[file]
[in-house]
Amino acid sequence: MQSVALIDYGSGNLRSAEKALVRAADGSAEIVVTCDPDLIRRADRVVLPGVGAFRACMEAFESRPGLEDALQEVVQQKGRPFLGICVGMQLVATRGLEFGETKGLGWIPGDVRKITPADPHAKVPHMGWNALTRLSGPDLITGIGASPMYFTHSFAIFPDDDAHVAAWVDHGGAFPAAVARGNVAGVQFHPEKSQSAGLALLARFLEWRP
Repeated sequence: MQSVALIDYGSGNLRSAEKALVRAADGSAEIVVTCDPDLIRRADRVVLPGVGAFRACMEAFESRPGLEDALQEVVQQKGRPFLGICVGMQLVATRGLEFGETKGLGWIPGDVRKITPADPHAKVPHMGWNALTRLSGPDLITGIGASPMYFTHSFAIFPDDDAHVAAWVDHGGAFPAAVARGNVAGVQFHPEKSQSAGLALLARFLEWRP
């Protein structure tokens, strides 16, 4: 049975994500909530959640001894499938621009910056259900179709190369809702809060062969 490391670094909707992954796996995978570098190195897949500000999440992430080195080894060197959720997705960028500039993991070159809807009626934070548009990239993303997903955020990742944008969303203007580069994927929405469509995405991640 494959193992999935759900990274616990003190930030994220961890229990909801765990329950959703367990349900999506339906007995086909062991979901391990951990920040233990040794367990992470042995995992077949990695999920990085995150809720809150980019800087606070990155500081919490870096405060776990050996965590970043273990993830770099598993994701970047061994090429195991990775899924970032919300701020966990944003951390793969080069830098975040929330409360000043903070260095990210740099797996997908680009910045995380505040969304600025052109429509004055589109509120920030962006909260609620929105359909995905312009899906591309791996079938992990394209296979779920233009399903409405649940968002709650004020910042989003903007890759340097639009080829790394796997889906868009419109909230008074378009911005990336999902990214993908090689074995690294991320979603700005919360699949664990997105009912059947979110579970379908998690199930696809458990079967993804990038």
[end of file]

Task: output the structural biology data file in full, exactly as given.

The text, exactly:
[in-house]
Amino acid sequence: MQSVALIDYGSGNLRSAEKALVRAADGSAEIVVTCDPDLIRRADRVVLPGVGAFRACMEAFESRPGLEDALQEVVQQKGRPFLGICVGMQLVATRGLEFGETKGLGWIPGDVRKITPADPHAKVPHMGWNALTRLSGPDLITGIGASPMYFTHSFAIFPDDDAHVAAWVDHGGAFPAAVARGNVAGVQFHPEKSQSAGLALLARFLEWRP
Repeated sequence: MQSVALIDYGSGNLRSAEKALVRAADGSAEIVVTCDPDLIRRADRVVLPGVGAFRACMEAFESRPGLEDALQEVVQQKGRPFLGICVGMQLVATRGLEFGETKGLGWIPGDVRKITPADPHAKVPHMGWNALTRLSGPDLITGIGASPMYFTHSFAIFPDDDAHVAAWVDHGGAFPAAVARGNVAGVQFHPEKSQSAGLALLARFLEWRP
């Protein structure tokens, strides 16, 4: 049975994500909530959640001894499938621009910056259900179709190369809702809060062969 490391670094909707992954796996995978570098190195897949500000999440992430080195080894060197959720997705960028500039993991070159809807009626934070548009990239993303997903955020990742944008969303203007580069994927929405469509995405991640 494959193992999935759900990274616990003190930030994220961890229990909801765990329950959703367990349900999506339906007995086909062991979901391990951990920040233990040794367990992470042995995992077949990695999920990085995150809720809150980019800087606070990155500081919490870096405060776990050996965590970043273990993830770099598993994701970047061994090429195991990775899924970032919300701020966990944003951390793969080069830098975040929330409360000043903070260095990210740099797996997908680009910045995380505040969304600025052109429509004055589109509120920030962006909260609620929105359909995905312009899906591309791996079938992990394209296979779920233009399903409405649940968002709650004020910042989003903007890759340097639009080829790394796997889906868009419109909230008074378009911005990336999902990214993908090689074995690294991320979603700005919360699949664990997105009912059947979110579970379908998690199930696809458990079967993804990038």